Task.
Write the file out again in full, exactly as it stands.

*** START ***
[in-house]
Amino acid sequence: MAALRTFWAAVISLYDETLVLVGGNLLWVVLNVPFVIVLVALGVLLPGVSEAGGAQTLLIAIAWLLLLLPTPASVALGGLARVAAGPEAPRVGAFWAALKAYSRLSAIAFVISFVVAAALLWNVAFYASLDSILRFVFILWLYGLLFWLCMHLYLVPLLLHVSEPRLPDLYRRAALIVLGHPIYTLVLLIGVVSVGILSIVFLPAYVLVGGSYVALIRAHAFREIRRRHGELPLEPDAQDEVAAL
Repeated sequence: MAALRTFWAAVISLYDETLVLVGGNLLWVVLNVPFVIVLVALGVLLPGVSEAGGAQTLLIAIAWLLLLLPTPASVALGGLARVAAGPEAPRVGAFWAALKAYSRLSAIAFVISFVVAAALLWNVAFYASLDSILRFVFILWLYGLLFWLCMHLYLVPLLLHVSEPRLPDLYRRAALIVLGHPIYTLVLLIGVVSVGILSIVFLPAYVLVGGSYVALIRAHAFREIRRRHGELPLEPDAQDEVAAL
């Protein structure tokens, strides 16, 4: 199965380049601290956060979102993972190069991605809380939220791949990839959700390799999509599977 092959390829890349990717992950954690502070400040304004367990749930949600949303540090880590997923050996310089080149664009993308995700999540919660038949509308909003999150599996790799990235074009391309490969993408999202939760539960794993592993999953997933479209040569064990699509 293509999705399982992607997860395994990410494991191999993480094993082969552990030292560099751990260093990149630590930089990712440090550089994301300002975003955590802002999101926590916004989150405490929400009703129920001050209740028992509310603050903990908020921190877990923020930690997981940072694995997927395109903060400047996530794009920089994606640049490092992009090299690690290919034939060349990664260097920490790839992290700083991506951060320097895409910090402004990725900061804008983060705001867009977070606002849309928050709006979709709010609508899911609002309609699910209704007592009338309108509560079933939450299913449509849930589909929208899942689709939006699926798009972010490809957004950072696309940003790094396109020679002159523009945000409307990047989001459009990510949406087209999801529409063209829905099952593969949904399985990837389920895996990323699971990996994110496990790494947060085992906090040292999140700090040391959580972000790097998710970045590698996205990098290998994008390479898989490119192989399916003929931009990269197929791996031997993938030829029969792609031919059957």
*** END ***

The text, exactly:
[in-house]
Amino acid sequence: MAALRTFWAAVISLYDETLVLVGGNLLWVVLNVPFVIVLVALGVLLPGVSEAGGAQTLLIAIAWLLLLLPTPASVALGGLARVAAGPEAPRVGAFWAALKAYSRLSAIAFVISFVVAAALLWNVAFYASLDSILRFVFILWLYGLLFWLCMHLYLVPLLLHVSEPRLPDLYRRAALIVLGHPIYTLVLLIGVVSVGILSIVFLPAYVLVGGSYVALIRAHAFREIRRRHGELPLEPDAQDEVAAL
Repeated sequence: MAALRTFWAAVISLYDETLVLVGGNLLWVVLNVPFVIVLVALGVLLPGVSEAGGAQTLLIAIAWLLLLLPTPASVALGGLARVAAGPEAPRVGAFWAALKAYSRLSAIAFVISFVVAAALLWNVAFYASLDSILRFVFILWLYGLLFWLCMHLYLVPLLLHVSEPRLPDLYRRAALIVLGHPIYTLVLLIGVVSVGILSIVFLPAYVLVGGSYVALIRAHAFREIRRRHGELPLEPDAQDEVAAL
């Protein structure tokens, strides 16, 4: 199965380049601290956060979102993972190069991605809380939220791949990839959700390799999509599977 092959390829890349990717992950954690502070400040304004367990749930949600949303540090880590997923050996310089080149664009993308995700999540919660038949509308909003999150599996790799990235074009391309490969993408999202939760539960794993592993999953997933479209040569064990699509 293509999705399982992607997860395994990410494991191999993480094993082969552990030292560099751990260093990149630590930089990712440090550089994301300002975003955590802002999101926590916004989150405490929400009703129920001050209740028992509310603050903990908020921190877990923020930690997981940072694995997927395109903060400047996530794009920089994606640049490092992009090299690690290919034939060349990664260097920490790839992290700083991506951060320097895409910090402004990725900061804008983060705001867009977070606002849309928050709006979709709010609508899911609002309609699910209704007592009338309108509560079933939450299913449509849930589909929208899942689709939006699926798009972010490809957004950072696309940003790094396109020679002159523009945000409307990047989001459009990510949406087209999801529409063209829905099952593969949904399985990837389920895996990323699971990996994110496990790494947060085992906090040292999140700090040391959580972000790097998710970045590698996205990098290998994008390479898989490119192989399916003929931009990269197929791996031997993938030829029969792609031919059957």